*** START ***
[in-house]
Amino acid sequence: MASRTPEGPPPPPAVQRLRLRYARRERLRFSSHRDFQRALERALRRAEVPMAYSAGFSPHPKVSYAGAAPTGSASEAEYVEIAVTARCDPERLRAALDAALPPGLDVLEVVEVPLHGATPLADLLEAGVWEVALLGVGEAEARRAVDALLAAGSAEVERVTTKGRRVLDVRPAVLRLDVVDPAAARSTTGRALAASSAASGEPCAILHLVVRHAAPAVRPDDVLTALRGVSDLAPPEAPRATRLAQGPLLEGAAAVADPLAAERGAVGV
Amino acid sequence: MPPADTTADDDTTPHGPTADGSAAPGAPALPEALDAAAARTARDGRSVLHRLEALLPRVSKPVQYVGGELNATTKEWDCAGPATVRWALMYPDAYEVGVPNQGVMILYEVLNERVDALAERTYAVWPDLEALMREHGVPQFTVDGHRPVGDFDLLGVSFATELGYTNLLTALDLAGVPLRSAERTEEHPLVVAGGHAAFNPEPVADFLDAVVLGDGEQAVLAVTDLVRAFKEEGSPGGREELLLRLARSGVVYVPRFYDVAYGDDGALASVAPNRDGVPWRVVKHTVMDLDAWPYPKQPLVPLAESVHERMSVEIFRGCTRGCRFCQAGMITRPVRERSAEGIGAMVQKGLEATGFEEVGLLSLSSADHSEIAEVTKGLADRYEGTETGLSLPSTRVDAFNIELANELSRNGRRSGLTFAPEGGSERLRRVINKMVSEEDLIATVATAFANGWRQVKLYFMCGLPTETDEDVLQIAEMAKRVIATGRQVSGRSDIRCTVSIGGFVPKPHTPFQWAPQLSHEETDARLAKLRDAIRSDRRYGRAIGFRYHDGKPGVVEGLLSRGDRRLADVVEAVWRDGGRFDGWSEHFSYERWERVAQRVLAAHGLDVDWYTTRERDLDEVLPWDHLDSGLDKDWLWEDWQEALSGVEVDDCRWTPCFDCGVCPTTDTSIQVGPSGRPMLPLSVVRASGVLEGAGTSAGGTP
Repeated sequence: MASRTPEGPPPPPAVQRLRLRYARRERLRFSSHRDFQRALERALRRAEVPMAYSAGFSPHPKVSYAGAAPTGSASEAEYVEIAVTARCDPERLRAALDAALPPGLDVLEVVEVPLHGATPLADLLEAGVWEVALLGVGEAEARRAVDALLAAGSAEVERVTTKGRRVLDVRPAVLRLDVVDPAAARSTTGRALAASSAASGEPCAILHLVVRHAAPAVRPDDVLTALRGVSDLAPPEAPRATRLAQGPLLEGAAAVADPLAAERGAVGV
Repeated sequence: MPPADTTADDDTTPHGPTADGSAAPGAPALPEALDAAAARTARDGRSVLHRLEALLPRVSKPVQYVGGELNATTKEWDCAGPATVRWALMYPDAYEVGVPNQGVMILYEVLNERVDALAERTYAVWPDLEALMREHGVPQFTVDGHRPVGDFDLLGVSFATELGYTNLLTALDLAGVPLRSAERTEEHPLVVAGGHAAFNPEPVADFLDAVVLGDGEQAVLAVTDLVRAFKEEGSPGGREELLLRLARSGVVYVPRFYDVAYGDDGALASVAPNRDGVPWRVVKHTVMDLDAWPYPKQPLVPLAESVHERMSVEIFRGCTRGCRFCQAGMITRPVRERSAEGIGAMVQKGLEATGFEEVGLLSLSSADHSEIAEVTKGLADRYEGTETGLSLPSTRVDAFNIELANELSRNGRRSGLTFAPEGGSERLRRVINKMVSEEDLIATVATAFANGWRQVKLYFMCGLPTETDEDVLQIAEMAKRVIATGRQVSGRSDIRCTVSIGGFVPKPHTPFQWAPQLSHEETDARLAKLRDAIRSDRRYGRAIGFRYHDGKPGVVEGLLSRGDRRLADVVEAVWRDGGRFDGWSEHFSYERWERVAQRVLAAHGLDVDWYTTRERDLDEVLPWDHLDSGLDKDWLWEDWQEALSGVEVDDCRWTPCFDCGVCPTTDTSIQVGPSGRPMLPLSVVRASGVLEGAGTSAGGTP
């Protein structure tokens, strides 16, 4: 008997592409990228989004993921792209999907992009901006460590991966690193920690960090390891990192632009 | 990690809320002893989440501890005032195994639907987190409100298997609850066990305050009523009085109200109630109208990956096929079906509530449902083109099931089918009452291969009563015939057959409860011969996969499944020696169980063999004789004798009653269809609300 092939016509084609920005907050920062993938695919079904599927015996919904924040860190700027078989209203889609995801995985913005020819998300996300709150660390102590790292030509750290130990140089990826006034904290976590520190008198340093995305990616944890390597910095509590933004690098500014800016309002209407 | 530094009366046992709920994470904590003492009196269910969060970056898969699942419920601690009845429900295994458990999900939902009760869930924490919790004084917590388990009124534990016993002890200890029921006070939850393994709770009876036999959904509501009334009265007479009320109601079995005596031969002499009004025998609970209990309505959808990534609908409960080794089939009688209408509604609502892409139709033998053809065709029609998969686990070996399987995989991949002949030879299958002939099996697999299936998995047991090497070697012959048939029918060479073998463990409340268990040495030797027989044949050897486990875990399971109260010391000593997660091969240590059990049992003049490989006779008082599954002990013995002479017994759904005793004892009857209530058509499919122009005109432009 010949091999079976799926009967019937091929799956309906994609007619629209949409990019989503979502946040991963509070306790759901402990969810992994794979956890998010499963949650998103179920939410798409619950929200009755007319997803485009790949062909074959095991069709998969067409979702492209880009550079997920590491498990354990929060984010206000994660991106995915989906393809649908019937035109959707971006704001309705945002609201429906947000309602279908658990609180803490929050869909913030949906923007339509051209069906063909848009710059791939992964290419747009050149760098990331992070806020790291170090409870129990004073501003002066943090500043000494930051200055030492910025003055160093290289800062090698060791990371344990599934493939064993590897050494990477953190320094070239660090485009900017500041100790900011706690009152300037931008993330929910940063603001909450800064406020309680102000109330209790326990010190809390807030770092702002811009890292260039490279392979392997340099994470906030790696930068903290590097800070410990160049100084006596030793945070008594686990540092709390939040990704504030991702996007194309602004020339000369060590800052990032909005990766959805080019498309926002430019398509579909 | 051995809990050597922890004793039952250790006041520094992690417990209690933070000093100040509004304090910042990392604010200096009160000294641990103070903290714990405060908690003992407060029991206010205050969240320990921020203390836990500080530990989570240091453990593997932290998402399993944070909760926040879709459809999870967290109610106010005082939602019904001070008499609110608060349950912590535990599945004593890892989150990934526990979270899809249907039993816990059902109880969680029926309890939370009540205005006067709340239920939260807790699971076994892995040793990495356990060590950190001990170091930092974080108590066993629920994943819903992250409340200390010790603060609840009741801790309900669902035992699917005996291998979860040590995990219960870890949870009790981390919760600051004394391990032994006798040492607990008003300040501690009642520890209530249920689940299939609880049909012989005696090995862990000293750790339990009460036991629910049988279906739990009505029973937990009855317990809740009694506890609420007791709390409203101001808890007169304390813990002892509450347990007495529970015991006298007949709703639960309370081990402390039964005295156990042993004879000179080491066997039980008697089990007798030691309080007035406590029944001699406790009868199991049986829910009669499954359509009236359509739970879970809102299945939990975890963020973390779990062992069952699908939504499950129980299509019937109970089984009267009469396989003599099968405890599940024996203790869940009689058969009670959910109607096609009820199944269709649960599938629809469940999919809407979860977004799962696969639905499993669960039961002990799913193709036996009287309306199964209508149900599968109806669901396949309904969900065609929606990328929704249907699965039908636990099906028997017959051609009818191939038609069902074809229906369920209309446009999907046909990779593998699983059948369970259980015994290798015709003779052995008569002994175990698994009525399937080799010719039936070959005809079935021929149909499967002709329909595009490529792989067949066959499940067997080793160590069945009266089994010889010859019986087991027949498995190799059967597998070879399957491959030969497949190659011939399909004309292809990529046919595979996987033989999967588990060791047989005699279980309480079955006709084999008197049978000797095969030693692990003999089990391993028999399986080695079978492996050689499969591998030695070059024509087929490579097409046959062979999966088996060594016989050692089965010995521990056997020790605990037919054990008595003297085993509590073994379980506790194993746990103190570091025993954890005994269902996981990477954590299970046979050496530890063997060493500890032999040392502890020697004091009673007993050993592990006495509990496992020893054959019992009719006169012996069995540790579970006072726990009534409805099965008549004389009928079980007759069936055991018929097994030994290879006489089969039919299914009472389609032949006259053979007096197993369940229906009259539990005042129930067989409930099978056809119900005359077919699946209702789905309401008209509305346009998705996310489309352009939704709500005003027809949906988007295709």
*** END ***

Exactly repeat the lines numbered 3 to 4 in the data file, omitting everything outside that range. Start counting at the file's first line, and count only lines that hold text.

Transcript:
Amino acid sequence: MPPADTTADDDTTPHGPTADGSAAPGAPALPEALDAAAARTARDGRSVLHRLEALLPRVSKPVQYVGGELNATTKEWDCAGPATVRWALMYPDAYEVGVPNQGVMILYEVLNERVDALAERTYAVWPDLEALMREHGVPQFTVDGHRPVGDFDLLGVSFATELGYTNLLTALDLAGVPLRSAERTEEHPLVVAGGHAAFNPEPVADFLDAVVLGDGEQAVLAVTDLVRAFKEEGSPGGREELLLRLARSGVVYVPRFYDVAYGDDGALASVAPNRDGVPWRVVKHTVMDLDAWPYPKQPLVPLAESVHERMSVEIFRGCTRGCRFCQAGMITRPVRERSAEGIGAMVQKGLEATGFEEVGLLSLSSADHSEIAEVTKGLADRYEGTETGLSLPSTRVDAFNIELANELSRNGRRSGLTFAPEGGSERLRRVINKMVSEEDLIATVATAFANGWRQVKLYFMCGLPTETDEDVLQIAEMAKRVIATGRQVSGRSDIRCTVSIGGFVPKPHTPFQWAPQLSHEETDARLAKLRDAIRSDRRYGRAIGFRYHDGKPGVVEGLLSRGDRRLADVVEAVWRDGGRFDGWSEHFSYERWERVAQRVLAAHGLDVDWYTTRERDLDEVLPWDHLDSGLDKDWLWEDWQEALSGVEVDDCRWTPCFDCGVCPTTDTSIQVGPSGRPMLPLSVVRASGVLEGAGTSAGGTP
Repeated sequence: MASRTPEGPPPPPAVQRLRLRYARRERLRFSSHRDFQRALERALRRAEVPMAYSAGFSPHPKVSYAGAAPTGSASEAEYVEIAVTARCDPERLRAALDAALPPGLDVLEVVEVPLHGATPLADLLEAGVWEVALLGVGEAEARRAVDALLAAGSAEVERVTTKGRRVLDVRPAVLRLDVVDPAAARSTTGRALAASSAASGEPCAILHLVVRHAAPAVRPDDVLTALRGVSDLAPPEAPRATRLAQGPLLEGAAAVADPLAAERGAVGV